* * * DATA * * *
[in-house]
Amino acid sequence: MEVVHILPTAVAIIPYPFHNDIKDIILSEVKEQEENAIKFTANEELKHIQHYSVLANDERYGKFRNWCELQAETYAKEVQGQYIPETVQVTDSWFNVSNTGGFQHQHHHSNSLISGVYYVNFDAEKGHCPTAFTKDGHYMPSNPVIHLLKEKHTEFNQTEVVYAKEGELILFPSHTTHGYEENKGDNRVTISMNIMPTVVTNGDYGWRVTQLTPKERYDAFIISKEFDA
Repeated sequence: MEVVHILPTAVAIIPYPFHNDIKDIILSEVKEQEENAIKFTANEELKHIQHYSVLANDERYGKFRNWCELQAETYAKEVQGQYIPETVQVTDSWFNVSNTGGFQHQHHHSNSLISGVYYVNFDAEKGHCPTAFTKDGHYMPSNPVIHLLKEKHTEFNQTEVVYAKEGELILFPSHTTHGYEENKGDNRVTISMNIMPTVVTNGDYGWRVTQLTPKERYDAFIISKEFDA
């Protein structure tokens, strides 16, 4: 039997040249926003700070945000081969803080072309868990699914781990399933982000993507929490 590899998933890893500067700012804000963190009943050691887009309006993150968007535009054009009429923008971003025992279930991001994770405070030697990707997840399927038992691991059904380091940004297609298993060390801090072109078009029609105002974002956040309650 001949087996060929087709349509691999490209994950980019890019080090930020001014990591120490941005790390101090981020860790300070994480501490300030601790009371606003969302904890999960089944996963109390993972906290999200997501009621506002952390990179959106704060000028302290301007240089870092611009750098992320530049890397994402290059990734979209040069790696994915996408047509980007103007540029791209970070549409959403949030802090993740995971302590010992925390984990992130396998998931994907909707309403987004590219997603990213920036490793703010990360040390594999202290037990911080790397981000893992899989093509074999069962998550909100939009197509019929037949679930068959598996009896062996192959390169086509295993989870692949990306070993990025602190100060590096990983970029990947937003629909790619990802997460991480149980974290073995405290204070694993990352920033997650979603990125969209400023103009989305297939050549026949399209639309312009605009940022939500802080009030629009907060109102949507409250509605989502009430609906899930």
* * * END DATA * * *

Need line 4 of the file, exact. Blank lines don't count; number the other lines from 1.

């Protein structure tokens, strides 16, 4: 039997040249926003700070945000081969803080072309868990699914781990399933982000993507929490 590899998933890893500067700012804000963190009943050691887009309006993150968007535009054009009429923008971003025992279930991001994770405070030697990707997840399927038992691991059904380091940004297609298993060390801090072109078009029609105002974002956040309650 001949087996060929087709349509691999490209994950980019890019080090930020001014990591120490941005790390101090981020860790300070994480501490300030601790009371606003969302904890999960089944996963109390993972906290999200997501009621506002952390990179959106704060000028302290301007240089870092611009750098992320530049890397994402290059990734979209040069790696994915996408047509980007103007540029791209970070549409959403949030802090993740995971302590010992925390984990992130396998998931994907909707309403987004590219997603990213920036490793703010990360040390594999202290037990911080790397981000893992899989093509074999069962998550909100939009197509019929037949679930068959598996009896062996192959390169086509295993989870692949990306070993990025602190100060590096990983970029990947937003629909790619990802997460991480149980974290073995405290204070694993990352920033997650979603990125969209400023103009989305297939050549026949399209639309312009605009940022939500802080009030629009907060109102949507409250509605989502009430609906899930």